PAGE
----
Tensions are running high in Tsalka and Akhalkalaki, two regions of Georgia that are predominantly populated by ethnic Armenians.
The latest problem began in Tsalka on March 9, when a trivial brawl at a restaurant between local Armenians and Georgians resulted in the death of Gevork Gevorkian, a 24-year-old Armenian, and injuries to four other Armenians. However, Maria Mikoyan of the Armenian Union in Georgia (Nor Serund) claimed that the fight began because the Georgian young men were irritated by the Armenian music playing in the restaurant.
Although police have arrested five Georgian suspects, about 500 Armenian protesters gathered outside the Tsalka administrative building on March 10, calling for prosecution of the suspects. On March 11, the upheaval spread to Akhalkalaki, a town in the predominately Armenian populated Samtskhe-Javakheti region in southern Georgia.
About 300 participants in the Akhalkalaki rally were Tsalka Armenians. They later took their appeal to the Georgian government and demanded that Tbilisi “stop the policy of pressure by fueling interethnic tensions” and “stop the settlement of other nationalities in Armenian-populated regions.” Later, the protesters voiced demands related to the right to conduct court proceedings and government business in the Armenian language. Specifically, they want the central government to make the Armenian language a state language equal to Georgian in the Samtskhe-Javakheti region. Reiterating the alleged threat to the rights of Armenians in Georgia, the appeal also demanded political autonomy for the region.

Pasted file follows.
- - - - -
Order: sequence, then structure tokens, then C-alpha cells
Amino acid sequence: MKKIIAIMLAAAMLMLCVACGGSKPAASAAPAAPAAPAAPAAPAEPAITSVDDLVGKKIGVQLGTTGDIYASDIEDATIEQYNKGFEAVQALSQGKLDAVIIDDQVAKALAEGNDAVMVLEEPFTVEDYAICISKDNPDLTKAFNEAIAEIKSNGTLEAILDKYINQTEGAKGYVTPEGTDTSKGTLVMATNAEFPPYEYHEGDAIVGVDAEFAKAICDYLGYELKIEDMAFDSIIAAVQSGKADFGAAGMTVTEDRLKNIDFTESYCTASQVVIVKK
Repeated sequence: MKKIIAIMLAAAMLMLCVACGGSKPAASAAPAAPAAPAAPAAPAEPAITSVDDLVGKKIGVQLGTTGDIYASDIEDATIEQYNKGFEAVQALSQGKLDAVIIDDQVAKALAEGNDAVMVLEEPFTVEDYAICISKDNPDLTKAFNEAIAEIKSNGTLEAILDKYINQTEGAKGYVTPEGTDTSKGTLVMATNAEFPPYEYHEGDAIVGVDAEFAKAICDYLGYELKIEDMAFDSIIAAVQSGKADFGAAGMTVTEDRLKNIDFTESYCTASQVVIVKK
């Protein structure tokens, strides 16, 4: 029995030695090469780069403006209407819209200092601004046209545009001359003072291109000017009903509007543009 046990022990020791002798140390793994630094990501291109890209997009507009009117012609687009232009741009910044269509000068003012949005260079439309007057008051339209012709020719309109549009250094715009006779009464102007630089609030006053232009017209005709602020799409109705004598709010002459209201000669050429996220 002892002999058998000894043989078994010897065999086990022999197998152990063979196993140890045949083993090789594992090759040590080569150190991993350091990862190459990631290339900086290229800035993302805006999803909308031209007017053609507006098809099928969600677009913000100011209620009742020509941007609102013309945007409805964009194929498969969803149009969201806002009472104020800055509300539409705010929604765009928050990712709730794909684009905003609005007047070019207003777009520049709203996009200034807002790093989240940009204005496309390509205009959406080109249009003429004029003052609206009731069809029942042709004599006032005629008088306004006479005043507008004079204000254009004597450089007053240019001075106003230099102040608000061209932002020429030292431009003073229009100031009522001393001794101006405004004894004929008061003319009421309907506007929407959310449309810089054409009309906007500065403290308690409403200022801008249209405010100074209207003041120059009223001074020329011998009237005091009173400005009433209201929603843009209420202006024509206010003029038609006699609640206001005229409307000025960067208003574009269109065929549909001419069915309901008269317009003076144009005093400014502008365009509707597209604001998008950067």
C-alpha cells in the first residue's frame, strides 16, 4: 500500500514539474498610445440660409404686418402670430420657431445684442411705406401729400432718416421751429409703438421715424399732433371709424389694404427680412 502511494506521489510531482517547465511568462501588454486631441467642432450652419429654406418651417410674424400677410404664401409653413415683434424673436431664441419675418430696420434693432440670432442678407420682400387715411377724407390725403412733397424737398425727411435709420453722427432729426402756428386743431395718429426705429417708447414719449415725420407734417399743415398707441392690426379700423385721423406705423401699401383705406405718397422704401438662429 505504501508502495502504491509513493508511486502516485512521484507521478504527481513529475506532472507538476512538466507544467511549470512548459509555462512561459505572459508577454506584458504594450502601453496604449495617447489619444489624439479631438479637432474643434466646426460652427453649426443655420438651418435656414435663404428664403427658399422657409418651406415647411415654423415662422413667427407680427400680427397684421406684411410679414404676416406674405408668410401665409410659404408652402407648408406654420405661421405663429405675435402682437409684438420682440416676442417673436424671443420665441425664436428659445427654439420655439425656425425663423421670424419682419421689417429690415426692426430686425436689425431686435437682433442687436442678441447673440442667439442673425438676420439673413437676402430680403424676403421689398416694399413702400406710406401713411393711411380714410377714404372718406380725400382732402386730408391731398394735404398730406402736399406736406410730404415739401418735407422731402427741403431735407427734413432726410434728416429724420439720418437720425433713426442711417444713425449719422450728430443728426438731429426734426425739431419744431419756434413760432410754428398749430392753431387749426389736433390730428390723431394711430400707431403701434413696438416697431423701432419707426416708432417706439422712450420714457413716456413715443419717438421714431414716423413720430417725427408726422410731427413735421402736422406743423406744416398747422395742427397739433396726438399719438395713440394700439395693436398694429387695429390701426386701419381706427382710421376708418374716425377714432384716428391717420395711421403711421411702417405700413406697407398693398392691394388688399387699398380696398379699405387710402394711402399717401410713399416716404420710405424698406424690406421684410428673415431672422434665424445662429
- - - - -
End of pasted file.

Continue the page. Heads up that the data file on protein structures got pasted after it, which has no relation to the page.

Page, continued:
The rally soon turned violent. The protesters, mostly youth, left the government building and raided a local court chamber, ousting a Georgian judge. They also attacked a building on Tbilisi State University’s Akhalkalaki campus and a local Georgian Orthodox Church. Later on Khachatur Stepanian, a representative of the council of Armenian civic groups in Samtskhe-Javakheti, which organized the rally, attempted to soften the anxiety and called the incident a “provocation” staged by “someone else.”
On March 11, leaders of the public movement Multiethnic Georgia and the Armenian Union in Georgia complained that police had brutally dispersed the rally in Tsalka where “ethnic confrontation is increasingly becoming a reason behind crimes.” They said that if tension in Tsalka and Samtskhe-Javakheti continues, then Tbilisi would be forced to establish direct presidential rule there.
Although Georgian Public Defender Sozar Subari investigated the Tsalka incident and ruled it to be a “communal crime,” the majority of the Armenian communities in these regions consider the incident to be a demonstration of ethnic hatred towards Armenians, which they believe is the result of the Georgian government’s misguided policies towards ethnic minorities. They further alleged that Georgian law-enforcement agents were working in tandem with those who committed the crime.